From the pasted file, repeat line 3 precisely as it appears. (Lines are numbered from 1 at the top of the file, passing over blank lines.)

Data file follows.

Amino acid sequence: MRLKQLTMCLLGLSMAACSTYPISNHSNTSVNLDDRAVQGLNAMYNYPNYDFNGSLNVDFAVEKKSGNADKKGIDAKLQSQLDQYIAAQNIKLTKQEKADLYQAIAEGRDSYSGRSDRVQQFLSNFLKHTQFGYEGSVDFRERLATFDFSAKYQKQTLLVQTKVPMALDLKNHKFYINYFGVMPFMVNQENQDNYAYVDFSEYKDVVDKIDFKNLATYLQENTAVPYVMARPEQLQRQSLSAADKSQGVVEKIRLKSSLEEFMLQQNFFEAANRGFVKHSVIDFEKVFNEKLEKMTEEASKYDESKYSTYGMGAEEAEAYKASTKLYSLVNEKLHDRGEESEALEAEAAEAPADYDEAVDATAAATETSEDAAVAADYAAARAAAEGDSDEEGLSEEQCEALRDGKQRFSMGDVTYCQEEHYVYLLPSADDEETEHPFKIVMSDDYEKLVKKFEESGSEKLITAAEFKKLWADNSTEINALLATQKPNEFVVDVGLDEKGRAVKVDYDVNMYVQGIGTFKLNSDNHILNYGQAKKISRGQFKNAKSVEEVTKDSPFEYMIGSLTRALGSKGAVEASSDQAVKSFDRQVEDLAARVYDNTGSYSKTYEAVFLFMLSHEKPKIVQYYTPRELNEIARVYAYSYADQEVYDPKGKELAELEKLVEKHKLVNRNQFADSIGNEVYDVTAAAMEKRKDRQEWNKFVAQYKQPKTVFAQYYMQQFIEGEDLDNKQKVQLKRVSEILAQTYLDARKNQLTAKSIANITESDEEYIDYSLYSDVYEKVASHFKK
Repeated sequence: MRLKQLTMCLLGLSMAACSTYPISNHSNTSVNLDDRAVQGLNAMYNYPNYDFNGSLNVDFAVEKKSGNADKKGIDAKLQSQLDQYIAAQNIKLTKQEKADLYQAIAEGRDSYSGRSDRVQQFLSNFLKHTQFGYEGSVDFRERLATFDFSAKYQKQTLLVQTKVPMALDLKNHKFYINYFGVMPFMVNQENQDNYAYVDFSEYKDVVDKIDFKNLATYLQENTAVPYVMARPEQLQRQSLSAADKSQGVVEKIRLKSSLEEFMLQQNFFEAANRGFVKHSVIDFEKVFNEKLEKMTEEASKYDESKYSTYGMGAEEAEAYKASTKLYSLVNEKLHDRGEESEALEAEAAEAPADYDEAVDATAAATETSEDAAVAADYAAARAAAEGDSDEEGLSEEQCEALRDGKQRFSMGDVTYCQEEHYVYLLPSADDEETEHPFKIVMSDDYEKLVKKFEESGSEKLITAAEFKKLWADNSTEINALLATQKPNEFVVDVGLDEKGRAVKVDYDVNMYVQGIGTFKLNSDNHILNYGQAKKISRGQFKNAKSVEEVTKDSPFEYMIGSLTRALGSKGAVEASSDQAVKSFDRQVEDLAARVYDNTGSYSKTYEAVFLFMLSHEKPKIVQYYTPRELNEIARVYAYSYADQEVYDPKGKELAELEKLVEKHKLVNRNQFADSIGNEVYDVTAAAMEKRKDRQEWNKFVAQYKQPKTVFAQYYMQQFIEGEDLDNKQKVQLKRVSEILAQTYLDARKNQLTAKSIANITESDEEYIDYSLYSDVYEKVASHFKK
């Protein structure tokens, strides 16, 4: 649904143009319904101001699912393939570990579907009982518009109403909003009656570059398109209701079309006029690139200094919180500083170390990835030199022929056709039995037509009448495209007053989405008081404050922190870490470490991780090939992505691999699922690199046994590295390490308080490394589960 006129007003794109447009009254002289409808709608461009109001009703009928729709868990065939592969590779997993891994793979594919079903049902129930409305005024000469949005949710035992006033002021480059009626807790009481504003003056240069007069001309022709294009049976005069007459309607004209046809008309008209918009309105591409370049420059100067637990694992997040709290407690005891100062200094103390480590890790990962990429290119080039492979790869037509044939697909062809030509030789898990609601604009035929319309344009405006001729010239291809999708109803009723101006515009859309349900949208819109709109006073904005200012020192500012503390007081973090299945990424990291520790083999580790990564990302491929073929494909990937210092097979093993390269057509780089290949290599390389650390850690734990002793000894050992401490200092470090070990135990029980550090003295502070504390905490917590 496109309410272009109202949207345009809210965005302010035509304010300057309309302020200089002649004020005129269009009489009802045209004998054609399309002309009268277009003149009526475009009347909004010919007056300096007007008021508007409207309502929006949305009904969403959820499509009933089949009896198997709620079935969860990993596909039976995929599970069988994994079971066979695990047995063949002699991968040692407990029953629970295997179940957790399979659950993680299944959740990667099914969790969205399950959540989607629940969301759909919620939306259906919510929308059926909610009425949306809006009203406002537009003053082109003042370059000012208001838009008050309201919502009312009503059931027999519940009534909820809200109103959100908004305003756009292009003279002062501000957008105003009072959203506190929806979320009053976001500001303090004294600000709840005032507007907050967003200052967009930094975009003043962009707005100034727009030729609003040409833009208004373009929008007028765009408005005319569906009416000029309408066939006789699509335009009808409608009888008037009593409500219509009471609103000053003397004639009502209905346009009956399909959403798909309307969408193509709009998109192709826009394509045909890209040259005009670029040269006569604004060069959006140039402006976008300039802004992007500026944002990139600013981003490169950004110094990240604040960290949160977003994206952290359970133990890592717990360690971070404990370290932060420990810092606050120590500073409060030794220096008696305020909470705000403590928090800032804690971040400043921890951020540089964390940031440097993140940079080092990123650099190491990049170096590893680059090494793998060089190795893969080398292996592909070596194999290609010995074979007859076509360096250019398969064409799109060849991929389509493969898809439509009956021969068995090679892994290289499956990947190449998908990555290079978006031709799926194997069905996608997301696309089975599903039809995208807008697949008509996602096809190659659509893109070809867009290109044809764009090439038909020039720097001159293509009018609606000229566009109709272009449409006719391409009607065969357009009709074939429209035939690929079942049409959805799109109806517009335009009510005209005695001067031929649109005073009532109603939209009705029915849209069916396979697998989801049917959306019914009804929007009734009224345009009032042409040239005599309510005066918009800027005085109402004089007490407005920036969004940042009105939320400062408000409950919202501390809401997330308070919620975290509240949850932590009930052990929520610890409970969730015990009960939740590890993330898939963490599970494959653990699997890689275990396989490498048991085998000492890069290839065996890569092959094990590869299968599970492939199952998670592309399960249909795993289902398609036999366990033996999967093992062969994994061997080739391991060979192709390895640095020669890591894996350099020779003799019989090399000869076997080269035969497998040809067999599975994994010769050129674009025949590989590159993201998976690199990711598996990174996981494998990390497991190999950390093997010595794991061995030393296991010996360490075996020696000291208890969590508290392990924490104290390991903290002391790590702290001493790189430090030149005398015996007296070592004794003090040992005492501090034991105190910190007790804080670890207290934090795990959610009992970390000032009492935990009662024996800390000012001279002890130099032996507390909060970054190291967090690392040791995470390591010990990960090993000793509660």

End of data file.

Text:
């Protein structure tokens, strides 16, 4: 649904143009319904101001699912393939570990579907009982518009109403909003009656570059398109209701079309006029690139200094919180500083170390990835030199022929056709039995037509009448495209007053989405008081404050922190870490470490991780090939992505691999699922690199046994590295390490308080490394589960 006129007003794109447009009254002289409808709608461009109001009703009928729709868990065939592969590779997993891994793979594919079903049902129930409305005024000469949005949710035992006033002021480059009626807790009481504003003056240069007069001309022709294009049976005069007459309607004209046809008309008209918009309105591409370049420059100067637990694992997040709290407690005891100062200094103390480590890790990962990429290119080039492979790869037509044939697909062809030509030789898990609601604009035929319309344009405006001729010239291809999708109803009723101006515009859309349900949208819109709109006073904005200012020192500012503390007081973090299945990424990291520790083999580790990564990302491929073929494909990937210092097979093993390269057509780089290949290599390389650390850690734990002793000894050992401490200092470090070990135990029980550090003295502070504390905490917590 496109309410272009109202949207345009809210965005302010035509304010300057309309302020200089002649004020005129269009009489009802045209004998054609399309002309009268277009003149009526475009009347909004010919007056300096007007008021508007409207309502929006949305009904969403959820499509009933089949009896198997709620079935969860990993596909039976995929599970069988994994079971066979695990047995063949002699991968040692407990029953629970295997179940957790399979659950993680299944959740990667099914969790969205399950959540989607629940969301759909919620939306259906919510929308059926909610009425949306809006009203406002537009003053082109003042370059000012208001838009008050309201919502009312009503059931027999519940009534909820809200109103959100908004305003756009292009003279002062501000957008105003009072959203506190929806979320009053976001500001303090004294600000709840005032507007907050967003200052967009930094975009003043962009707005100034727009030729609003040409833009208004373009929008007028765009408005005319569906009416000029309408066939006789699509335009009808409608009888008037009593409500219509009471609103000053003397004639009502209905346009009956399909959403798909309307969408193509709009998109192709826009394509045909890209040259005009670029040269006569604004060069959006140039402006976008300039802004992007500026944002990139600013981003490169950004110094990240604040960290949160977003994206952290359970133990890592717990360690971070404990370290932060420990810092606050120590500073409060030794220096008696305020909470705000403590928090800032804690971040400043921890951020540089964390940031440097993140940079080092990123650099190491990049170096590893680059090494793998060089190795893969080398292996592909070596194999290609010995074979007859076509360096250019398969064409799109060849991929389509493969898809439509009956021969068995090679892994290289499956990947190449998908990555290079978006031709799926194997069905996608997301696309089975599903039809995208807008697949008509996602096809190659659509893109070809867009290109044809764009090439038909020039720097001159293509009018609606000229566009109709272009449409006719391409009607065969357009009709074939429209035939690929079942049409959805799109109806517009335009009510005209005695001067031929649109005073009532109603939209009705029915849209069916396979697998989801049917959306019914009804929007009734009224345009009032042409040239005599309510005066918009800027005085109402004089007490407005920036969004940042009105939320400062408000409950919202501390809401997330308070919620975290509240949850932590009930052990929520610890409970969730015990009960939740590890993330898939963490599970494959653990699997890689275990396989490498048991085998000492890069290839065996890569092959094990590869299968599970492939199952998670592309399960249909795993289902398609036999366990033996999967093992062969994994061997080739391991060979192709390895640095020669890591894996350099020779003799019989090399000869076997080269035969497998040809067999599975994994010769050129674009025949590989590159993201998976690199990711598996990174996981494998990390497991190999950390093997010595794991061995030393296991010996360490075996020696000291208890969590508290392990924490104290390991903290002391790590702290001493790189430090030149005398015996007296070592004794003090040992005492501090034991105190910190007790804080670890207290934090795990959610009992970390000032009492935990009662024996800390000012001279002890130099032996507390909060970054190291967090690392040791995470390591010990990960090993000793509660």